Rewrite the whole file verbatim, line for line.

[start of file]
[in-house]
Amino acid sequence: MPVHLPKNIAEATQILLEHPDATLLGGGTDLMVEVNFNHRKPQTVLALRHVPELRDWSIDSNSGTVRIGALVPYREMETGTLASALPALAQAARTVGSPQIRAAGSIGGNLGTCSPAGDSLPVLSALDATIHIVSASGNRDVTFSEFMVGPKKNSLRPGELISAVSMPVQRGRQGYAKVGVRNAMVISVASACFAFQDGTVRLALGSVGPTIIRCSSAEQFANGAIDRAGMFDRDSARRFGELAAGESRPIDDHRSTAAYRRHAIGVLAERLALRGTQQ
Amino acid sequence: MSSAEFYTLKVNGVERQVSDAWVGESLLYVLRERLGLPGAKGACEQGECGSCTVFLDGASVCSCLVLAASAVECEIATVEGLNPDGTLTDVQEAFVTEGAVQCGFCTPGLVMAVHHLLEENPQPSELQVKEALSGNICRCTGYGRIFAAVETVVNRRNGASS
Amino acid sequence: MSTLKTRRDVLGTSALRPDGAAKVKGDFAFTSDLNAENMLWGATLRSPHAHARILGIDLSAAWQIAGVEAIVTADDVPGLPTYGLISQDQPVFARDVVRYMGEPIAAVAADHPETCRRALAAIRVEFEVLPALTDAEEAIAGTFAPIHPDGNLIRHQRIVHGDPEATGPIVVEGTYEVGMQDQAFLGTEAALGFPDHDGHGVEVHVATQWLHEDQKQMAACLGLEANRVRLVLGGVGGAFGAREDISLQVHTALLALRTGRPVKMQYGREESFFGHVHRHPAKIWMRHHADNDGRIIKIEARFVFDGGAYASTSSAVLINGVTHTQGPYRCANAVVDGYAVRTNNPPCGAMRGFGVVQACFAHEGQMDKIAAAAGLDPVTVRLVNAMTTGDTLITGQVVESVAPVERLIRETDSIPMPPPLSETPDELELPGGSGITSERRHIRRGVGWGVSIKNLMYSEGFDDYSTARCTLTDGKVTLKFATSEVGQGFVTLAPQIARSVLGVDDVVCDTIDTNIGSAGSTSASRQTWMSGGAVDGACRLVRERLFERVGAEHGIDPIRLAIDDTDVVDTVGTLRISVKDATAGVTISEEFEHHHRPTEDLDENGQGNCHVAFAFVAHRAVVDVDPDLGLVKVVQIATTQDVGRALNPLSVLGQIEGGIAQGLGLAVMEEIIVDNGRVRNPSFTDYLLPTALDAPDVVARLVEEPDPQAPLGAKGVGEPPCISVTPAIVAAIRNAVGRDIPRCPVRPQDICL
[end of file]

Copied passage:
[in-house]
Amino acid sequence: MPVHLPKNIAEATQILLEHPDATLLGGGTDLMVEVNFNHRKPQTVLALRHVPELRDWSIDSNSGTVRIGALVPYREMETGTLASALPALAQAARTVGSPQIRAAGSIGGNLGTCSPAGDSLPVLSALDATIHIVSASGNRDVTFSEFMVGPKKNSLRPGELISAVSMPVQRGRQGYAKVGVRNAMVISVASACFAFQDGTVRLALGSVGPTIIRCSSAEQFANGAIDRAGMFDRDSARRFGELAAGESRPIDDHRSTAAYRRHAIGVLAERLALRGTQQ
Amino acid sequence: MSSAEFYTLKVNGVERQVSDAWVGESLLYVLRERLGLPGAKGACEQGECGSCTVFLDGASVCSCLVLAASAVECEIATVEGLNPDGTLTDVQEAFVTEGAVQCGFCTPGLVMAVHHLLEENPQPSELQVKEALSGNICRCTGYGRIFAAVETVVNRRNGASS
Amino acid sequence: MSTLKTRRDVLGTSALRPDGAAKVKGDFAFTSDLNAENMLWGATLRSPHAHARILGIDLSAAWQIAGVEAIVTADDVPGLPTYGLISQDQPVFARDVVRYMGEPIAAVAADHPETCRRALAAIRVEFEVLPALTDAEEAIAGTFAPIHPDGNLIRHQRIVHGDPEATGPIVVEGTYEVGMQDQAFLGTEAALGFPDHDGHGVEVHVATQWLHEDQKQMAACLGLEANRVRLVLGGVGGAFGAREDISLQVHTALLALRTGRPVKMQYGREESFFGHVHRHPAKIWMRHHADNDGRIIKIEARFVFDGGAYASTSSAVLINGVTHTQGPYRCANAVVDGYAVRTNNPPCGAMRGFGVVQACFAHEGQMDKIAAAAGLDPVTVRLVNAMTTGDTLITGQVVESVAPVERLIRETDSIPMPPPLSETPDELELPGGSGITSERRHIRRGVGWGVSIKNLMYSEGFDDYSTARCTLTDGKVTLKFATSEVGQGFVTLAPQIARSVLGVDDVVCDTIDTNIGSAGSTSASRQTWMSGGAVDGACRLVRERLFERVGAEHGIDPIRLAIDDTDVVDTVGTLRISVKDATAGVTISEEFEHHHRPTEDLDENGQGNCHVAFAFVAHRAVVDVDPDLGLVKVVQIATTQDVGRALNPLSVLGQIEGGIAQGLGLAVMEEIIVDNGRVRNPSFTDYLLPTALDAPDVVARLVEEPDPQAPLGAKGVGEPPCISVTPAIVAAIRNAVGRDIPRCPVRPQDICL